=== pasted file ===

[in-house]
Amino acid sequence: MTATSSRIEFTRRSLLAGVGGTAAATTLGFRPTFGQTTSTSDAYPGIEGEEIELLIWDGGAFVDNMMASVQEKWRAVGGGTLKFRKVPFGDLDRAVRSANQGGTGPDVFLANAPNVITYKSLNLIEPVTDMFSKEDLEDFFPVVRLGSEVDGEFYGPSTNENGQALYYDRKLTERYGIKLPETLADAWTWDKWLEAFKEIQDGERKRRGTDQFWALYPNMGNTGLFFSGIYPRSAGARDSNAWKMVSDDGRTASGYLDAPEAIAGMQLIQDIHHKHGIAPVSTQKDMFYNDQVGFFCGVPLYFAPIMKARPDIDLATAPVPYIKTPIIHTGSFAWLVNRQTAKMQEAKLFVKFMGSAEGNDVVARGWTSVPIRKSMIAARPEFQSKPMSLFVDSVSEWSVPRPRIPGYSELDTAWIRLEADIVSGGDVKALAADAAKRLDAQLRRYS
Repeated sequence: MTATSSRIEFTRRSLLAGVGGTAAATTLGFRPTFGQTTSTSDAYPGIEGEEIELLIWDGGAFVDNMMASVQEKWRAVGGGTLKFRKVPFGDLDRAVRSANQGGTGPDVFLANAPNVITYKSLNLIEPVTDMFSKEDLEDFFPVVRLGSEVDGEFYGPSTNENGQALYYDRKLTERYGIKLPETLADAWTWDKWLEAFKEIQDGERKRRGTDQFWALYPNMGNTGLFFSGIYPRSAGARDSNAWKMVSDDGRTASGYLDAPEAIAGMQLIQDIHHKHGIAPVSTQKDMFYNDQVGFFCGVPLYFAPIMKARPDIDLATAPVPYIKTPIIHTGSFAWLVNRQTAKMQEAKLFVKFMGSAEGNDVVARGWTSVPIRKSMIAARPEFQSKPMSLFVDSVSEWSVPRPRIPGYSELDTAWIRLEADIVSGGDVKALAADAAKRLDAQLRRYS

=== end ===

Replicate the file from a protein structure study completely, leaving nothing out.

[in-house]
Amino acid sequence: MTATSSRIEFTRRSLLAGVGGTAAATTLGFRPTFGQTTSTSDAYPGIEGEEIELLIWDGGAFVDNMMASVQEKWRAVGGGTLKFRKVPFGDLDRAVRSANQGGTGPDVFLANAPNVITYKSLNLIEPVTDMFSKEDLEDFFPVVRLGSEVDGEFYGPSTNENGQALYYDRKLTERYGIKLPETLADAWTWDKWLEAFKEIQDGERKRRGTDQFWALYPNMGNTGLFFSGIYPRSAGARDSNAWKMVSDDGRTASGYLDAPEAIAGMQLIQDIHHKHGIAPVSTQKDMFYNDQVGFFCGVPLYFAPIMKARPDIDLATAPVPYIKTPIIHTGSFAWLVNRQTAKMQEAKLFVKFMGSAEGNDVVARGWTSVPIRKSMIAARPEFQSKPMSLFVDSVSEWSVPRPRIPGYSELDTAWIRLEADIVSGGDVKALAADAAKRLDAQLRRYS
Repeated sequence: MTATSSRIEFTRRSLLAGVGGTAAATTLGFRPTFGQTTSTSDAYPGIEGEEIELLIWDGGAFVDNMMASVQEKWRAVGGGTLKFRKVPFGDLDRAVRSANQGGTGPDVFLANAPNVITYKSLNLIEPVTDMFSKEDLEDFFPVVRLGSEVDGEFYGPSTNENGQALYYDRKLTERYGIKLPETLADAWTWDKWLEAFKEIQDGERKRRGTDQFWALYPNMGNTGLFFSGIYPRSAGARDSNAWKMVSDDGRTASGYLDAPEAIAGMQLIQDIHHKHGIAPVSTQKDMFYNDQVGFFCGVPLYFAPIMKARPDIDLATAPVPYIKTPIIHTGSFAWLVNRQTAKMQEAKLFVKFMGSAEGNDVVARGWTSVPIRKSMIAARPEFQSKPMSLFVDSVSEWSVPRPRIPGYSELDTAWIRLEADIVSGGDVKALAADAAKRLDAQLRRYS